Standard Bank Namibia’s Manager of Economic and Market Research Mally Likukela said the budget should be responsive in a sense that it takes cognizance of the new emerging trends that requires new and innovative growth paths.
Likukela said the country’s relatively strong Human Development Record is a testimony to the successes of the effective fiscal policy (Budgeting), adding that its score of 0.624 on the 2014 United Nations Human Development Index (HDI) is 13.5 % higher than the scores in the 1980s, making it a medium ranked country and positioning it well above the sub-Saharan African average of 0.502.
“More success stories are reflected in the poverty reduction and social protection programmes that Government has pursued and continues to pursue. Namibia has made great progress in reducing poverty. The old age grants and various other generous Government social safety net programmes have led to a slight improvement in the GINI coefficient (0.593) – although it remains one of the highest in the world. The unemployment rate has also come down considerably to around 29%,” he said.
He added that with these general improvements in the standard of living in Namibia comes new challenges and these are the challenges that needs a refocused and re-engineered intervention angles. He went on to say that the budgeting process should be aligned with urbanization, and service delivery.
“Recently, there has been an escalation of movement of people from rural areas and small towns to cities. This movement has been associated with notable changes in the lifestyles of both rural and urban people. Transportation: With this additional number of people in urban area, the need for public transportation has increased tremendously. The surge in urban centers has also seen a rise in the demand for general and urban amenities as well. Education: Another trend that has been observed is the increased demand for education and the use of social media and access to internet.”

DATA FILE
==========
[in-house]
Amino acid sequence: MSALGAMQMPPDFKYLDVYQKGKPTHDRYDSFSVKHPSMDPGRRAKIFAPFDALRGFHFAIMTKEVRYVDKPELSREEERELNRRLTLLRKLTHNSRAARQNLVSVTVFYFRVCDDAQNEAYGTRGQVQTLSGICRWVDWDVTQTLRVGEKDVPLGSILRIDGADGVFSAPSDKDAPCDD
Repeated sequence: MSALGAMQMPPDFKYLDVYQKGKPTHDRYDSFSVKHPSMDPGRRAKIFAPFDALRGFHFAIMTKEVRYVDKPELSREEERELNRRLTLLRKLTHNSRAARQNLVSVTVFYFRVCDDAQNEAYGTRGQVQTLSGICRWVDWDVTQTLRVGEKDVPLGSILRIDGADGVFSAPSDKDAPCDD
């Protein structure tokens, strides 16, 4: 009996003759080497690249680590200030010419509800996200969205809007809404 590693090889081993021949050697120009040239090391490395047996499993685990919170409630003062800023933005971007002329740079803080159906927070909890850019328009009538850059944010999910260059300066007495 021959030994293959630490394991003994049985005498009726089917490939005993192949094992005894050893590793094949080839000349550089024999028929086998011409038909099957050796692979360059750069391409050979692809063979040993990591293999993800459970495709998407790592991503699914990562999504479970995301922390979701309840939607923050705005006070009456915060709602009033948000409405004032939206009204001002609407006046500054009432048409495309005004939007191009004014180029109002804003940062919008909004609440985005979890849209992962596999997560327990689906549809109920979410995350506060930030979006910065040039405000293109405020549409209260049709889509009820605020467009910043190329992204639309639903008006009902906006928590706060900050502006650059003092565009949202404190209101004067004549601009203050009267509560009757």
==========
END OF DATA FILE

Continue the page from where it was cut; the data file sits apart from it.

“The improvement in the standard of living also gave rise to a new trend in the form of a growing importance of service industries and tourism. Globalization: Furthermore, Namibia has become more and more linked to Africa and the global economy,” Likukela said.
Likukela noted that the recent mid-term budget review brought to the forefront yet again some more key concerns and observations, adding that the elephant in the house is Government expenditure mix which is heavily skewed in favour of recurrent expenditure remains a concern and should be addressed as a matter of urgency.
“Recurrent expenditures are necessary but they must be controlled and managed. Secondly, the ever caring mother GRN: Government’s tolerance of Non-performance in several parastatals remains a key concern as it remains a major source of resource wastage. Thirdly, low execution rate of budget mandates is a critical concern that Government should address as a matter of urgency as well. Funds must not be returned or even be re-allocated because the implementing agency or ministry was slow to execute,” he said.